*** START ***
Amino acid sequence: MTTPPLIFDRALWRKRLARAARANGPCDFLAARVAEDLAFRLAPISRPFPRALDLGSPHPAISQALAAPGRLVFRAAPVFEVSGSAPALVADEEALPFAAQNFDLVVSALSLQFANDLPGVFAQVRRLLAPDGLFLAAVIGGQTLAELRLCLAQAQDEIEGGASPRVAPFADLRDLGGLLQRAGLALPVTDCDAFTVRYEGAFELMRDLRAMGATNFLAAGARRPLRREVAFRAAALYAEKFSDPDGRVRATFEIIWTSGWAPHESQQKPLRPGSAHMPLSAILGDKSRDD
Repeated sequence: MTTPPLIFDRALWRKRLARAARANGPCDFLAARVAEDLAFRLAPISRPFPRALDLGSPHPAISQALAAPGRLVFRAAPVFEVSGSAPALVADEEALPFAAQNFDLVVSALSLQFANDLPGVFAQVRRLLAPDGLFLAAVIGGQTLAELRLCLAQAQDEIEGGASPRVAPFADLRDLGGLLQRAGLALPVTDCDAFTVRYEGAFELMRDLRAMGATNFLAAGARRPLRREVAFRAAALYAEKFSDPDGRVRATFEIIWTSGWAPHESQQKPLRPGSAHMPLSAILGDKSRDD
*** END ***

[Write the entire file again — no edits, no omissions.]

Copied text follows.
Amino acid sequence: MTTPPLIFDRALWRKRLARAARANGPCDFLAARVAEDLAFRLAPISRPFPRALDLGSPHPAISQALAAPGRLVFRAAPVFEVSGSAPALVADEEALPFAAQNFDLVVSALSLQFANDLPGVFAQVRRLLAPDGLFLAAVIGGQTLAELRLCLAQAQDEIEGGASPRVAPFADLRDLGGLLQRAGLALPVTDCDAFTVRYEGAFELMRDLRAMGATNFLAAGARRPLRREVAFRAAALYAEKFSDPDGRVRATFEIIWTSGWAPHESQQKPLRPGSAHMPLSAILGDKSRDD
Repeated sequence: MTTPPLIFDRALWRKRLARAARANGPCDFLAARVAEDLAFRLAPISRPFPRALDLGSPHPAISQALAAPGRLVFRAAPVFEVSGSAPALVADEEALPFAAQNFDLVVSALSLQFANDLPGVFAQVRRLLAPDGLFLAAVIGGQTLAELRLCLAQAQDEIEGGASPRVAPFADLRDLGGLLQRAGLALPVTDCDAFTVRYEGAFELMRDLRAMGATNFLAAGARRPLRREVAFRAAALYAEKFSDPDGRVRATFEIIWTSGWAPHESQQKPLRPGSAHMPLSAILGDKSRDD